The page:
Producer Denise Di Novi was especially fond of the film's portrayal of marriage: "Marriage was an unavoidable economic reality in that time. Louisa attempted to create a male character who didn't compromise Jo and respected her mind, and I hope the film leaves you with the feeling that Jo will continue to write, and that she and her husband will share a life together as equals. One of the things I love about the relationship between Jo and Professor Bhaer is that it begins in friendship and develops from there. Those are the marriages that work and we rarely see them in movies. They prefer to present fantasies because it's simpler, and the industry knows fantasies make money." 41

Di Novi also was proud of the family-oriented message of the film in an age where broken families are prevalent: "Most people today don't have the kind of nurturing family life central to this story--and that's one of the reasons films like this are necessary. The film suggests that you can be a flawed human being with troubled relationships, yet still honor the bond of family." 42


Movie Secrets

Winona Ryder persuaded the filmmakers to dedicate "Little Women" to Polly Klaas, the young girl from Petaluma, California (where Ryder spent much of her childhood) whose kidnaping and murder in 1993 sparked a public debate about crime and punishment. Ryder had personally offered a $200,000 reward for information leading to the arrest of Klaas' abductor. Ryder remarks: "Little Women was Polly's favorite book. I was offered the movie the day after she was kidnapped, and later Polly's family gave me her copy of 'Little Women. For me, [Polly] was very involved in the project." 43

However, Ryder had to persuade Columbia Pictures to carry the dedication in the credits: "[Columbia Pictures] promised me it would go in and then they told me two weeks ago that they didn't want it because it was too depressing. I said, 'But you promised me, and you promised her family who are coming with me [to the premiere] and I can't tell them now it's not happening.' They said, 'Well, sorry!' And I said, 'Well, I'm off to do this press junket for the film -- I'd put the dedication in if I were you.'" 44 Needless to say, Ryder got her way.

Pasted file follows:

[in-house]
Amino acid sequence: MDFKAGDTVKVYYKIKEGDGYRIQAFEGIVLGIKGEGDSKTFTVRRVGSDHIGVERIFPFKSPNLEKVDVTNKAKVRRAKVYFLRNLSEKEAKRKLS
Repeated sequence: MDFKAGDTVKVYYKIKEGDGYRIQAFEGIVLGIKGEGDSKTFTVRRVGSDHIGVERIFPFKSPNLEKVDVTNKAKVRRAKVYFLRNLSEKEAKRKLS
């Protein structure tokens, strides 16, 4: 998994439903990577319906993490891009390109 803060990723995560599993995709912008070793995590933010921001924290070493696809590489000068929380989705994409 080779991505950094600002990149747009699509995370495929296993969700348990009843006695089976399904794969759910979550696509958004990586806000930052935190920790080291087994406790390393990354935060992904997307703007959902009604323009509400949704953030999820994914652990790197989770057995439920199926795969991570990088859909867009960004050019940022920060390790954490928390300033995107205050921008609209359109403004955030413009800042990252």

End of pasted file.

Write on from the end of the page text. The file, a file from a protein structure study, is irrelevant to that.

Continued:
Film Stills


Publicity Poses


Behind the Scenes and Candid Photos


Desktop Wallpapers


Movie Posters


Footnotes: 1. Bryan Alexander, "Bewitching Winona," People Magazine (January 20, 1997). 2. Cynthia Thomas, "A Chorus of Little Women," Houston Chronicle (December 25, 1994). 3. Christine McKenna, "Not So 'Little Women' Movies," Los Angeles Times (December 27, 1994). 4. Bruce Britt, "The Big Deal About 'Little Women,'" San Francisco Chronicle (December 18, 1994). 5. Id. 6. Id. 7. Henry Sheehan, "Director Worried About Making 'Little Women,'" Sun-Sentinel (Fort Lauderdale) (January 3, 1995). 8. McKenna, supra; Britt, supra. 9. Sheehan, supra. 10. McKenna, supra. 11. Sheehan, supra. 12. Jorge Camara, "Interview with Trini Alvarado," La Opinion (December 23, 1994). 13. Id. 14. Id. 15. Carrie Rickey, "'Little Women' Director Worries About Boy vs. Girl Culture in Movies," Salt Lake Tribune (December 30, 1994). 16. Susan King, "'Mr. Jealousy' Executive Producer/Star Eric Stoltz Recalls Only Happy, Zany Time on Set of Indie Film," Pittsburgh Post-Gazette (July 14, 1998). 17. Don O'Briant, "Talk of the Town," Atlanta Journal-Constitution (December 20, 1994). 18. Bob Strauss, "Little Woman Kirsten Dunst Won't Let Acting Go to Her Head," Patriot Ledger (Quincy Mass.) (January 27, 1995). 19. Britt, supra. 20. Sheehan, supra. 21. News and Observer. 22. Cindy Pearlman, "Gotta Have Tart," Entertainment Weekly (January 13, 1995). 23. Id. 24. Drew Jubera, "Meet Claire Danes," Atlanta Journal-Constitution (August 25, 1994). 25. Susan Spillman, "Fall Movie Previews: Hot Draws for Cool Days," USA Today (August 30, 1994). 26. Britt, supra. 27. Moira McCormick, "Buzz builds for Christian Bale," USA Today (November 20, 1996). 28. Alexander, supra. 29. Strauss, supra. 30. Camara, supra. 31. Maclean's Magazine. 32. Britt, supra. 33. Iain Blair, "Silent Partner: How Young Actress Winona Ryder Quietly Pulled Together a Star-Studded Production of 'Little Women,'" Boston Herald (December 18, 1994). 34. Carrie Rickey, "Little or No Men," Fort Worth Star-Telegram (December 25, 1994). 35. Britt, supra. 36. Detroit News. 37. Camara, supra. 38. Strauss, supra. 39. Id. 40. Leigh Behrens, "Smart Talk," Chicago Tribune (August 14, 1994). 41. McKenna, supra. 42. Id. 43. Entertainment Weekly (December 23, 1994). 44. Id.